The bread looked great and smelled fantastic. And when I cut into a loaf, it had a nice, tight crumb.

But, the big question was, how would it taste? Could a salt-free bread really stand up to the other amazing breads that have come out of the BBA Challenge? Would the flour paste make such a huge flavor difference that, as PR suggests, I might decide to incorporate it into other bread recipes?

In a word — meh.

The bread was every bit as bland as I feared it would be. It tasted, quite frankly, like a loaf of bread from which the salt had been omitted. I tried it plain, with salted butter, with butter and a sprinkling of sea salt, with marmalade, jam, and jelly — all to no avail. This bread was for the birds, both figuratively and literally. (On the plus side, the birds didn’t seem to mind the lack of salt.)

Oh, well, it was worth a shot. Nothing ventured, nothing gained. I guess at the end of the day, I have to agree with the poet George Herbert, who said, “Of all smells, bread; of all tastes, salt.” I’m sure he never considered eating salt-free bread.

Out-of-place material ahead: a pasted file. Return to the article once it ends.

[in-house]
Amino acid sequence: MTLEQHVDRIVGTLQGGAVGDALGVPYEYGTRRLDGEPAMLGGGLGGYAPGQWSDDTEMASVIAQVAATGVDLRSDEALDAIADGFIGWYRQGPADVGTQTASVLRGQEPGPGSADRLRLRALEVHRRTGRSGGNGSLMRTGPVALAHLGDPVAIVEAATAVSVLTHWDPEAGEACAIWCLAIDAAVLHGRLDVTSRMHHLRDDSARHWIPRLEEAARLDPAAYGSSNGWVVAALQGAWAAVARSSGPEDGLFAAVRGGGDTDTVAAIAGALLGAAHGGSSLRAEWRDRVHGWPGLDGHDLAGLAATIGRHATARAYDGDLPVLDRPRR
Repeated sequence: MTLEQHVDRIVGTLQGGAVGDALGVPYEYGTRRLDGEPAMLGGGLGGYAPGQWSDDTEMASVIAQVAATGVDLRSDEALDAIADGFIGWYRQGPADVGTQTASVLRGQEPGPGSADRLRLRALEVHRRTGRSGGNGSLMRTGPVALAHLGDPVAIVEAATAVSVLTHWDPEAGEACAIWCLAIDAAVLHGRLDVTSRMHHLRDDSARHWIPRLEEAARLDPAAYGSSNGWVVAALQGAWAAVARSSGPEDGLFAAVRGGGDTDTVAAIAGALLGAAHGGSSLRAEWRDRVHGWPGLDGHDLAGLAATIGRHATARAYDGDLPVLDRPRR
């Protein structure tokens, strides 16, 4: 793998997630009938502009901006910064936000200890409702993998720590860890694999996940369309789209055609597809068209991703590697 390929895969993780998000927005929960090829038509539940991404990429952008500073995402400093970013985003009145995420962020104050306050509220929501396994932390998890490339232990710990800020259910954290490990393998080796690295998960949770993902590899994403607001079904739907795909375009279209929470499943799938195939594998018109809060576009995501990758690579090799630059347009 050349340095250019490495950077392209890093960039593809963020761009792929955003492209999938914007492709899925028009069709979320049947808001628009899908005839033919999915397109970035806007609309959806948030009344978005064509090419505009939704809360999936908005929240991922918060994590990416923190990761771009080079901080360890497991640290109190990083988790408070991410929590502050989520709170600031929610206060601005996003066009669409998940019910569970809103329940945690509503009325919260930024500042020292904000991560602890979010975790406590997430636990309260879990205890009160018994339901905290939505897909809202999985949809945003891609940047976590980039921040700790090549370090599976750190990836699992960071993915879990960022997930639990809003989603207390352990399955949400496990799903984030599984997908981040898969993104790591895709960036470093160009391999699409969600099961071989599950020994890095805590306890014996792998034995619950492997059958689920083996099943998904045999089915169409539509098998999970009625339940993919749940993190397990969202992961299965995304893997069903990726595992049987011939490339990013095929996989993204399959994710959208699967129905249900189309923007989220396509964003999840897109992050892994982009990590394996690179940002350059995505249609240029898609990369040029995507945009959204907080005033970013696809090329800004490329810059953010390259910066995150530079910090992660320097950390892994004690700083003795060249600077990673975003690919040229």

I’m pretty sure I won’t consider it agian, either.

Swedish Limpa – Bork, Bork!

Thees veek in Phyl’s keetchee, ve-a mede-a zee Svedeesh Leempa.

I wasn’t sure how I felt about this bread. Don’t get me wrong. I’m a big fan of rye. And I have so far enjoyed the BBA recipes that called for citrus oils and spices. I just didn’t know how it would be to combine them all into one bread. I’m glad to report that I was pleasantly surprised.

One of the things that makes this bread different from some of the other BBA breads is that you make it using a sponge. To make the sponge, I boiled water, molasses, orange oil, and ground aniseed, cardamom, and fennel seeds. This mixture smelled so good when it heated up. It had a strong citrus scent, and the spices gave it an exotic aroma that reminded me of my favorite Indian restaurant.